Trial HIV vaccine passes key test

Trial HIV vaccine passes key test

"The challenges in the development of an HIV vaccine are unprecedented, and the ability to induce HIV-specific immune responses does not necessarily indicate that a vaccine will protect humans from HIV infection", he added.

Previous attempts at HIV vaccines have been limited to specific strains of the virus found in certain parts of the world.

A vaccine is a vital weapon in the war against the virus, which infects an 1.8 million people each year.

Vaccine caused the correct reaction of the immune system all 393 participants. The aim is to trigger immune responses against a wide variety of HIV strains, according to authors of the study published Friday in The Lancet medical journal. At present around 37 million individuals are living with HIV/AIDS with 1.8 million new infections and 1 million deaths annually says the World Health Organization. Light of science has tested the drug on healthy people with great attention to detail for the most accurate result, in which identified potential side effects, the safety of the drug and the desired dosage. Both groups were also given an injection of the common cold virus to boost their immune systems - once at the start of the trial and again 12 weeks in.

While the researchers say these results are a step in the right direction, a new round of testing must occur to prove the drug is effective in staving off the disease in humans.

Their trial of vaccine included the 400 healthy people and then their next level of study is going to include 2,600 women of South Africa which are said to be at risk of Infection of HIV.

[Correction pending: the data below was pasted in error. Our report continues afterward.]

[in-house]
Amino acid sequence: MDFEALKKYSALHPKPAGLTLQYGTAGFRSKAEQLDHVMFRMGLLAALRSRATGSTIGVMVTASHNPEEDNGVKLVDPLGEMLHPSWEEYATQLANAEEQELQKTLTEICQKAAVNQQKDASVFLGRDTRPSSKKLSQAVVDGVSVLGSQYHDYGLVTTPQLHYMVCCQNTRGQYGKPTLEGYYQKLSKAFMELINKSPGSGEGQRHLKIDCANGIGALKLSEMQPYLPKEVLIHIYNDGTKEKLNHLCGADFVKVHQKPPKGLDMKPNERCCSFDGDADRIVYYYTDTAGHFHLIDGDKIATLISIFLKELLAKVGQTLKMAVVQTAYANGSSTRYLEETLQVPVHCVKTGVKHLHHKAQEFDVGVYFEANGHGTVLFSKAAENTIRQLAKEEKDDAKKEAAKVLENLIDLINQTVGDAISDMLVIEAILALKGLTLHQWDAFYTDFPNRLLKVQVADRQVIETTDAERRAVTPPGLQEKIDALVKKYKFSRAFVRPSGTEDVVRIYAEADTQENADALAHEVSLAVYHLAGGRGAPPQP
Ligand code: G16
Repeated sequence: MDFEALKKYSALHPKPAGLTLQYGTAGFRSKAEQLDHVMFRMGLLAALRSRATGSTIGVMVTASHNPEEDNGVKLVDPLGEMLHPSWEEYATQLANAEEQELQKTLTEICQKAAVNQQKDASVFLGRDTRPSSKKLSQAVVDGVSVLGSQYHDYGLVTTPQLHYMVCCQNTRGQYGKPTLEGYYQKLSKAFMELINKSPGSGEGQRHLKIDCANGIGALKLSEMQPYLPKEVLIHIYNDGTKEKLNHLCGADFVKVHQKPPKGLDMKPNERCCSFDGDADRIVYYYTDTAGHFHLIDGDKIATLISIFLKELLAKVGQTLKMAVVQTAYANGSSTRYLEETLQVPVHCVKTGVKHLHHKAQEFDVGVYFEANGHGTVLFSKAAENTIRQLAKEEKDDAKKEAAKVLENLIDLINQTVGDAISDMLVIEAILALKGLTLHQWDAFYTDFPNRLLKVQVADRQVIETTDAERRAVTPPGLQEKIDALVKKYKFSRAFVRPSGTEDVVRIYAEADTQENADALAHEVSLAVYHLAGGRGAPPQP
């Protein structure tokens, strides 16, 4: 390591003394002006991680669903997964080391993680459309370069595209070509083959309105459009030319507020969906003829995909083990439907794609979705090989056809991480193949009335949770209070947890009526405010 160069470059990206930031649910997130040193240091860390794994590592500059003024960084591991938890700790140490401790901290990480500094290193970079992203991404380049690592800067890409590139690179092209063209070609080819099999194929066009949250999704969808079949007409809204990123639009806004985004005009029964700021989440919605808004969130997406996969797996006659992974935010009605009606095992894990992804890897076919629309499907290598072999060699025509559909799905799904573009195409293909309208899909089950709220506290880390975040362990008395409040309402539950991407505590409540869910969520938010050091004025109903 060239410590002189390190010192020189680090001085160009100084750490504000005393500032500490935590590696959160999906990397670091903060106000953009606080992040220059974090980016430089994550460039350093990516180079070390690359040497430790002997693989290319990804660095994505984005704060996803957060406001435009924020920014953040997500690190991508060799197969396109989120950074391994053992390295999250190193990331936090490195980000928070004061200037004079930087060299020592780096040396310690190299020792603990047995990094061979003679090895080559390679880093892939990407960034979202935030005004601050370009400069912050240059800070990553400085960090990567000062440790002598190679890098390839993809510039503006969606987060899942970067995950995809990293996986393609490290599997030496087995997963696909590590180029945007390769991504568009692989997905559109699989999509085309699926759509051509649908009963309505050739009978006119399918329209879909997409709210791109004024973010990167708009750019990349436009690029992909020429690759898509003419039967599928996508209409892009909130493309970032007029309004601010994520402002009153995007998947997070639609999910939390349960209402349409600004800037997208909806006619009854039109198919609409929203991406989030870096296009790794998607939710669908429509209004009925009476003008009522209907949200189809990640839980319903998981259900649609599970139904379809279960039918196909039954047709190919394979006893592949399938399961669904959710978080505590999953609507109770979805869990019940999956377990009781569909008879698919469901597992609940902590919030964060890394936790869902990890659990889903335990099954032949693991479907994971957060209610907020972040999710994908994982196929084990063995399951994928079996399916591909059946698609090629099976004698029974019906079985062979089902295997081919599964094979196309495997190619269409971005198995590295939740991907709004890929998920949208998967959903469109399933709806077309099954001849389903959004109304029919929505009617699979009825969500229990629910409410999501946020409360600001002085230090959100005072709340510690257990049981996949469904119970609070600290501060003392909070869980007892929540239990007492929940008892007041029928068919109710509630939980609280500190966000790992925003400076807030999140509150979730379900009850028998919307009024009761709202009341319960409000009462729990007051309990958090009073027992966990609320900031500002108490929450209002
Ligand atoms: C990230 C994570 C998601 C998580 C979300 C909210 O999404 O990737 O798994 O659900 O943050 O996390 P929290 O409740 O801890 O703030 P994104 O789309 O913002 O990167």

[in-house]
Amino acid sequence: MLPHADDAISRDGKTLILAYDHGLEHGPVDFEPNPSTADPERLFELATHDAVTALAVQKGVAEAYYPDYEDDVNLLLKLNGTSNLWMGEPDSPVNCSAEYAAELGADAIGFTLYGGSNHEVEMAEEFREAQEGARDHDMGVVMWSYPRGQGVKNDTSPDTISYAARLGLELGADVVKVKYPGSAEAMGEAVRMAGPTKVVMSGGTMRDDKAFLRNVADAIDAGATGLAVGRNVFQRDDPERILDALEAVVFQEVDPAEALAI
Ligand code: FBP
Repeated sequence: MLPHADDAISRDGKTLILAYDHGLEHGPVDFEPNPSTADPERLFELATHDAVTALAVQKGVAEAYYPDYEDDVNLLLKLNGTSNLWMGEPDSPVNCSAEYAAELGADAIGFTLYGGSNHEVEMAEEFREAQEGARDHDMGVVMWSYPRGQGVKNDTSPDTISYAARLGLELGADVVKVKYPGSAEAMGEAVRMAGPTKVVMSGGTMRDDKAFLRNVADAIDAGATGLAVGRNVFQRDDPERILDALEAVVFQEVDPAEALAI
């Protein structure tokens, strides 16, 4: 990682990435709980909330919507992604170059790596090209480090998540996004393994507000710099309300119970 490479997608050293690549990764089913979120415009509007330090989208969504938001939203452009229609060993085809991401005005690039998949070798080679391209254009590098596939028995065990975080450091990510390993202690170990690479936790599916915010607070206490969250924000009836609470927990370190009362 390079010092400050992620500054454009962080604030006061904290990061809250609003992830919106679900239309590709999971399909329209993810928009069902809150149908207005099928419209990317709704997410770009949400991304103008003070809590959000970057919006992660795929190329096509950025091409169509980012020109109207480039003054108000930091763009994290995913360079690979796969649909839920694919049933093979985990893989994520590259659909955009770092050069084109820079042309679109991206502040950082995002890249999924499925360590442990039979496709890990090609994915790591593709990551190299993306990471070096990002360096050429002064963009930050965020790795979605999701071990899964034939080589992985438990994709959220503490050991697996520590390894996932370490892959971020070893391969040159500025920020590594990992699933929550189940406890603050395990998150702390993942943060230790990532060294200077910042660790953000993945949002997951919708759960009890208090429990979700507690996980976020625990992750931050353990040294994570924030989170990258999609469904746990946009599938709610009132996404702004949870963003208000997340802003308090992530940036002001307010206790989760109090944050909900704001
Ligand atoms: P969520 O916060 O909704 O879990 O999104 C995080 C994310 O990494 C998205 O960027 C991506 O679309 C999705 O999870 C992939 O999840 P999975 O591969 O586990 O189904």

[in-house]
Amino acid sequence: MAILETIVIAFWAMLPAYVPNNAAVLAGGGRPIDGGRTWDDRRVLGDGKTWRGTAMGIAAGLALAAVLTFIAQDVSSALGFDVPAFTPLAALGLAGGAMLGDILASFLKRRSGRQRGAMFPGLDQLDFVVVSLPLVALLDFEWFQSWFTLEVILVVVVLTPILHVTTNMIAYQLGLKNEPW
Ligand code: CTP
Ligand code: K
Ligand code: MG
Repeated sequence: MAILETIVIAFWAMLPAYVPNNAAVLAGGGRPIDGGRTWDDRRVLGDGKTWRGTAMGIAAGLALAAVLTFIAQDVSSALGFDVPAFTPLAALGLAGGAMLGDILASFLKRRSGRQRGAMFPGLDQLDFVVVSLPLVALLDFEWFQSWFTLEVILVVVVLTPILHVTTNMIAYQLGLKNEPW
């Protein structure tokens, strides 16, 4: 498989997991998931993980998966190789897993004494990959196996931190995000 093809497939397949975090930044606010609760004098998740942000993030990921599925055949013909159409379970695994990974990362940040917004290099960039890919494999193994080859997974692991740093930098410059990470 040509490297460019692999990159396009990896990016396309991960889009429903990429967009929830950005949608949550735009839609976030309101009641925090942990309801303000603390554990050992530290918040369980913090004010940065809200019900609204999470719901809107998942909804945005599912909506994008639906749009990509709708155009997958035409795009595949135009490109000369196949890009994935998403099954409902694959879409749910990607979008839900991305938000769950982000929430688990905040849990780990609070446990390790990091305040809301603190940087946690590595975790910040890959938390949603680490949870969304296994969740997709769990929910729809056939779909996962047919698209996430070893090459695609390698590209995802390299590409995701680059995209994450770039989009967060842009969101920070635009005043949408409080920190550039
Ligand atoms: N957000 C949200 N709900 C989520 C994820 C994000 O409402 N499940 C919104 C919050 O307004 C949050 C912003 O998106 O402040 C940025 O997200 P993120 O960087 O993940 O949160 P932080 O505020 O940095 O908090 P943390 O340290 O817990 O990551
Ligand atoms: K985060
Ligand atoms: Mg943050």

Indeed, the NHP 13-19 study of 72 rhesus monkeys assigned one of five vaccine regimens or placebo found that Ad26/Ad26 plus gp140 not only induced similar types of immune responses in humans, but 67% protection against acquisition of SHIV (two-sided Fisher's exact test P=0.007).

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Nearly 80 million people are estimated to have been infected since the virus was first diagnosed in the early 1980s.

The study used so-called "mosaic" vaccine combinations. The HIV-1 vaccine proved safe and is now set to go to the next phase, which will be conducted in 2600 women in Southern Africa in a trial called imbokodo, a Zulu word for "rock". "We don't know whether protection in monkeys means there will be protection in humans".

These types of trials are created to test out whether an intervention is safe and works at the most basic level.

The co-author of this study, DR. Dan H. Barouch, at the Harvard Medical School, said in a statement, "I would say that we are pleased with these data so far, but we have to interpret the data cautiously". "We eagerly await the results of the phase 2b efficacy trial called HVTN705, or "Imbokodo", which will determine whether or not this vaccine will protect humans against acquiring HIV".

This study was supported by Janssen Vaccines & Prevention BV and the NIH, the Ragon Institute of MGH, MIT and Harvard, and a cooperative agreement between the Henry M Jackson Foundation for the Advancement of Military Medicine and the US Department of Defense.

More than 80% of people who received this version also showed positive signs for 2 other measures of immune response.

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